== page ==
Rout of No. 10 Villanova heightens expectations for Ohio State men’s basketball
There’s no way of knowing when the thought became reality Wednesday night at Value City Arena.
It might have been when D.J. Carton threw down a dunk that would push No. 16 Ohio State ahead of No. 10 Villanova by 28 points midway through the second half, or it could have been when Duane Washington Jr.’s third three-pointer of the night gave the Buckeyes a two-touchdown lead only three minutes into the game.
Then the final horn blew, Ohio State’s 25-point rout of the Wildcats was complete, and a new reality had arrived. How would an Ohio State program that has flown under the radar for more than half a decade deal with suddenly increased expectations?
Coach Chris Holtmann spent much of the ensuing news conference crediting his players for their laser-like focus while also trying to pump the brakes on the hype train.
“I shouldn’t need to pump the brakes on people who understand basketball and how long the season is and the challenges,” Holtmann said after the win. “Our players earned this tonight, but they also understand. I think knowledgeable people who understand the game know there’s a lot between now and March.”
And yet, the hype has arrived. On a team with an all-league candidate in Kaleb Wesson, a freshman point guard in Carton who has already twice made SportsCenter’s top 10 highlight list, and a bunch of growing young players, Ohio State is now being looked at as a team with greater expectations than it has faced in years.
The win, and the way in which it happened, got national college basketball writers taking note on Twitter. ESPN’s Dick Vitale called Holtmann his coach of the night and said the Buckeyes will challenge Michigan State and Maryland to be No. 1 in the Big Ten. Jeff Goodman of Stadium described the Buckeyes as a “potential Final Four team.” In his daily power rankings, CBSSports’ Gary Parrish moved Ohio State up eight spots to No. 10 in the nation while calling what the Buckeyes did to Villanova “one of the most impressive victories any team has recorded so far this season.”
So from an external standpoint, yeah, things are already changing, and people are taking note. At the same time, senior walk-on Danny Hummer said the players have noticed that two No. 1 teams — first Michigan State and then Kentucky — had already taken losses by mid-November. The Wildcats were upset at home by an Evansville team that had entered Tuesday’s game ranked 169th by KenPom.com.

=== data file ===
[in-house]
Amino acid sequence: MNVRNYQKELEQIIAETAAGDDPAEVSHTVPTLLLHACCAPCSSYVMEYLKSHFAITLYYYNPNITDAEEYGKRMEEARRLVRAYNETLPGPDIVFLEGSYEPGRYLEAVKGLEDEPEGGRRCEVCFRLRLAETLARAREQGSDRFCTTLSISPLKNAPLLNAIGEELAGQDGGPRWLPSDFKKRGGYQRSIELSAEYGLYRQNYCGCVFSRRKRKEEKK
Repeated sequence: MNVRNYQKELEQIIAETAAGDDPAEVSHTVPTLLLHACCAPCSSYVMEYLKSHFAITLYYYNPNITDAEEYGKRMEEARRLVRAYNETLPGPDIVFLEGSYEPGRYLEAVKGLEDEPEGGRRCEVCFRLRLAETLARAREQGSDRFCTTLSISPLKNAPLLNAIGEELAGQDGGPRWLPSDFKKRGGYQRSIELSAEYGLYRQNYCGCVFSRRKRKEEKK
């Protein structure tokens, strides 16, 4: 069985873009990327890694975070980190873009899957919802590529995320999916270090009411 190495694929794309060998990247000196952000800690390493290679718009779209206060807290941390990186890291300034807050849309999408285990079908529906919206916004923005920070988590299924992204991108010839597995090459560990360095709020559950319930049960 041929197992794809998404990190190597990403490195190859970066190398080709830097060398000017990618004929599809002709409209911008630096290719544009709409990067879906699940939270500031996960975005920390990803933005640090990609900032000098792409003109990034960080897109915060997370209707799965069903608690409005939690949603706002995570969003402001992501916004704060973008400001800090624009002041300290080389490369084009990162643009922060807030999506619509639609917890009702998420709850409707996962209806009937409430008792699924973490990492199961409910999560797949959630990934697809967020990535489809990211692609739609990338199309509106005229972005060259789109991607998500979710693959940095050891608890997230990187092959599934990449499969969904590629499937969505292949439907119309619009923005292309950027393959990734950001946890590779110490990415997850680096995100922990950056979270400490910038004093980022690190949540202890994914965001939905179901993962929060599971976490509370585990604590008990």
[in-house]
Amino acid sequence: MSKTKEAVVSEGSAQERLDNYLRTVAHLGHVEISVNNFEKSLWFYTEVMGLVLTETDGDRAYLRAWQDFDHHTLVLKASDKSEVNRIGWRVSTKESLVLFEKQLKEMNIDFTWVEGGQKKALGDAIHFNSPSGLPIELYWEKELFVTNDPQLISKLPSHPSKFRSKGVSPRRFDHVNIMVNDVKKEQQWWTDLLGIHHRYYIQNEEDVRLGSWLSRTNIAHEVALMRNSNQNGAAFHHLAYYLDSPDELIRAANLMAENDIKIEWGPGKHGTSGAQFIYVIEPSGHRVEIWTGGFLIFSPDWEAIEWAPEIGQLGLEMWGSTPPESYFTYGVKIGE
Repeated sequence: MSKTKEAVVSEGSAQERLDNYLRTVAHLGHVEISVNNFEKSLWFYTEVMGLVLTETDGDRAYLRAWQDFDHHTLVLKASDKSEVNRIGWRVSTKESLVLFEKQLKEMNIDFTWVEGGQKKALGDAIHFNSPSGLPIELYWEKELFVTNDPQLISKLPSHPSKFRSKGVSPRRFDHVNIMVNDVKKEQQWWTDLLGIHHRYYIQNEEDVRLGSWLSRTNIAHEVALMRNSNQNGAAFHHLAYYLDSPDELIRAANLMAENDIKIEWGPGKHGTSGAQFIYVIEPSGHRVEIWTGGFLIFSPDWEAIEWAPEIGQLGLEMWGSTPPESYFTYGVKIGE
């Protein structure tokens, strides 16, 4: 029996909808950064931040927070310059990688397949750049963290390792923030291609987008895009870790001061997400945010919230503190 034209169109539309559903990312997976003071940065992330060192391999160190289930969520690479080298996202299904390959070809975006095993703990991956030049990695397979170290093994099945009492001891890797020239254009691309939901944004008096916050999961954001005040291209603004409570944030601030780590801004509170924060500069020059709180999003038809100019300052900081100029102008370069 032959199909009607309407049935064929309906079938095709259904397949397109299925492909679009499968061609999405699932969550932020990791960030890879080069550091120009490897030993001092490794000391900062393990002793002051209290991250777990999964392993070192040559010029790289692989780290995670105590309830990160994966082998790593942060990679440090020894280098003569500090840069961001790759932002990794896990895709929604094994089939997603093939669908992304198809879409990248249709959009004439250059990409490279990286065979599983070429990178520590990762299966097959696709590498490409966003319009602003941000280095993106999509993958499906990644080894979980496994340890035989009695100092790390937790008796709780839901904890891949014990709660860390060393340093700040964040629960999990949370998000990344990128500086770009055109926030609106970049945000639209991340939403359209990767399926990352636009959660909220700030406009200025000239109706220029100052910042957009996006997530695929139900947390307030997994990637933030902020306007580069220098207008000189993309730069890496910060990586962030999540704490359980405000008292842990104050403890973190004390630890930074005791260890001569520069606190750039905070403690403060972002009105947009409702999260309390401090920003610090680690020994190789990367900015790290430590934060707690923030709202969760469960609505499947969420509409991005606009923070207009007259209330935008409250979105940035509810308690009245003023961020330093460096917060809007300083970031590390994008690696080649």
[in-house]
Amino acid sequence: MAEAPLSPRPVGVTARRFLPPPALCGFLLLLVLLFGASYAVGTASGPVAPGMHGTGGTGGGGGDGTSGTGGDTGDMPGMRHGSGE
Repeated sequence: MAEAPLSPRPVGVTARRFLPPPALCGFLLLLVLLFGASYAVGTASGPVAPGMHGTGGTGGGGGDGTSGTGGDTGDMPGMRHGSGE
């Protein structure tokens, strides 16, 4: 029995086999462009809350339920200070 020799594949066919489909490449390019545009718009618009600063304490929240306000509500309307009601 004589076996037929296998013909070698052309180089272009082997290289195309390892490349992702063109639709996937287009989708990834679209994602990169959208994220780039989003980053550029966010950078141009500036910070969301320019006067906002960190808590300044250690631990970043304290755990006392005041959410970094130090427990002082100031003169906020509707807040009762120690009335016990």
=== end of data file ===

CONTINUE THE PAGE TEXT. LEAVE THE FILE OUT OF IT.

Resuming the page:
With four freshmen and three sophomores, the Buckeyes are the 54th-youngest team in the nation, according to KenPom.com. That’s why Holtmann said throughout the preseason that this group will go as far as those passing for its veterans on scholarship — senior Andre Wesson and juniors Kaleb Wesson, Kyle Young and CJ Walker — can lead it.
“We’ve got a chip on our shoulder, and we’re focused,” Walker said. “We just want to keep getting better and prove that we can play at a high level.”
It’s a daily process and was something the Buckeyes planned to address head-on at Friday’s practice. Last season’s 12-1 start that begat a five-game Big Ten losing streak looms, but this year’s team sees itself in a different light.
“I feel like we found out that we’re very hungry,” Carton said. “We’ve been very hungry all season long, and I think we have things to prove. I’m having a great time on the floor with my teammates, and I think as long as that keeps going forward, we’ll continue to learn and progress from there.”
Holtmann said the common thread for teams that handle wins like the one against Villanova is maturity and great leadership.
“Your (season) is never defined by one particular game,” Holtmann said. “It just isn’t, unless it’s in March or April, really. This time of year, whether you lose or whether you win, it just is about: What is your response after that?”
What will this particular win do for the Buckeyes? Stay tuned.